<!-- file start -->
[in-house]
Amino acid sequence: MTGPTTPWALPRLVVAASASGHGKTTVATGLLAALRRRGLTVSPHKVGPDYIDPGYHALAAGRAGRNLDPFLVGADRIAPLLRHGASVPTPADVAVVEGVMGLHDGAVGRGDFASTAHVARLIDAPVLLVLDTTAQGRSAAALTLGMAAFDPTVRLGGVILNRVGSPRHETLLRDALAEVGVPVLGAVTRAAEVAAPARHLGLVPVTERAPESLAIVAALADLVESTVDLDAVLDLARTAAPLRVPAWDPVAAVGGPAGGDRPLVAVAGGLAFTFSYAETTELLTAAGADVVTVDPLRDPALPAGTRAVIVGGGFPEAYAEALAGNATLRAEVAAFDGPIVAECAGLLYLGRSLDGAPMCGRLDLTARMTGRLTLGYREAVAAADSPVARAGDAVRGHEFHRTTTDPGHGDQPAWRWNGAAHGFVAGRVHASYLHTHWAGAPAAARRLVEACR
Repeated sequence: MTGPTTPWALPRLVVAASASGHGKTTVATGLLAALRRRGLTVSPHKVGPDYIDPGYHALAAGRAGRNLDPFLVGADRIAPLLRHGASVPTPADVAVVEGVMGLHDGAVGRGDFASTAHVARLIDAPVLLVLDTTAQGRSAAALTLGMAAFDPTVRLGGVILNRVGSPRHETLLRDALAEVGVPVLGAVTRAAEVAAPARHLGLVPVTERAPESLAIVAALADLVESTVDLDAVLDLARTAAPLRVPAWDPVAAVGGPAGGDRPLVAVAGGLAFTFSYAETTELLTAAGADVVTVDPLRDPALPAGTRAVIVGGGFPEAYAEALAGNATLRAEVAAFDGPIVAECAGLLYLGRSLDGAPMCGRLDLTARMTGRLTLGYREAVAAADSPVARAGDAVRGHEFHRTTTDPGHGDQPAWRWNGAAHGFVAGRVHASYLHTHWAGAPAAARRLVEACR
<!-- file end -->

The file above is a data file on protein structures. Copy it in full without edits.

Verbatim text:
[in-house]
Amino acid sequence: MTGPTTPWALPRLVVAASASGHGKTTVATGLLAALRRRGLTVSPHKVGPDYIDPGYHALAAGRAGRNLDPFLVGADRIAPLLRHGASVPTPADVAVVEGVMGLHDGAVGRGDFASTAHVARLIDAPVLLVLDTTAQGRSAAALTLGMAAFDPTVRLGGVILNRVGSPRHETLLRDALAEVGVPVLGAVTRAAEVAAPARHLGLVPVTERAPESLAIVAALADLVESTVDLDAVLDLARTAAPLRVPAWDPVAAVGGPAGGDRPLVAVAGGLAFTFSYAETTELLTAAGADVVTVDPLRDPALPAGTRAVIVGGGFPEAYAEALAGNATLRAEVAAFDGPIVAECAGLLYLGRSLDGAPMCGRLDLTARMTGRLTLGYREAVAAADSPVARAGDAVRGHEFHRTTTDPGHGDQPAWRWNGAAHGFVAGRVHASYLHTHWAGAPAAARRLVEACR
Repeated sequence: MTGPTTPWALPRLVVAASASGHGKTTVATGLLAALRRRGLTVSPHKVGPDYIDPGYHALAAGRAGRNLDPFLVGADRIAPLLRHGASVPTPADVAVVEGVMGLHDGAVGRGDFASTAHVARLIDAPVLLVLDTTAQGRSAAALTLGMAAFDPTVRLGGVILNRVGSPRHETLLRDALAEVGVPVLGAVTRAAEVAAPARHLGLVPVTERAPESLAIVAALADLVESTVDLDAVLDLARTAAPLRVPAWDPVAAVGGPAGGDRPLVAVAGGLAFTFSYAETTELLTAAGADVVTVDPLRDPALPAGTRAVIVGGGFPEAYAEALAGNATLRAEVAAFDGPIVAECAGLLYLGRSLDGAPMCGRLDLTARMTGRLTLGYREAVAAADSPVARAGDAVRGHEFHRTTTDPGHGDQPAWRWNGAAHGFVAGRVHASYLHTHWAGAPAAARRLVEACR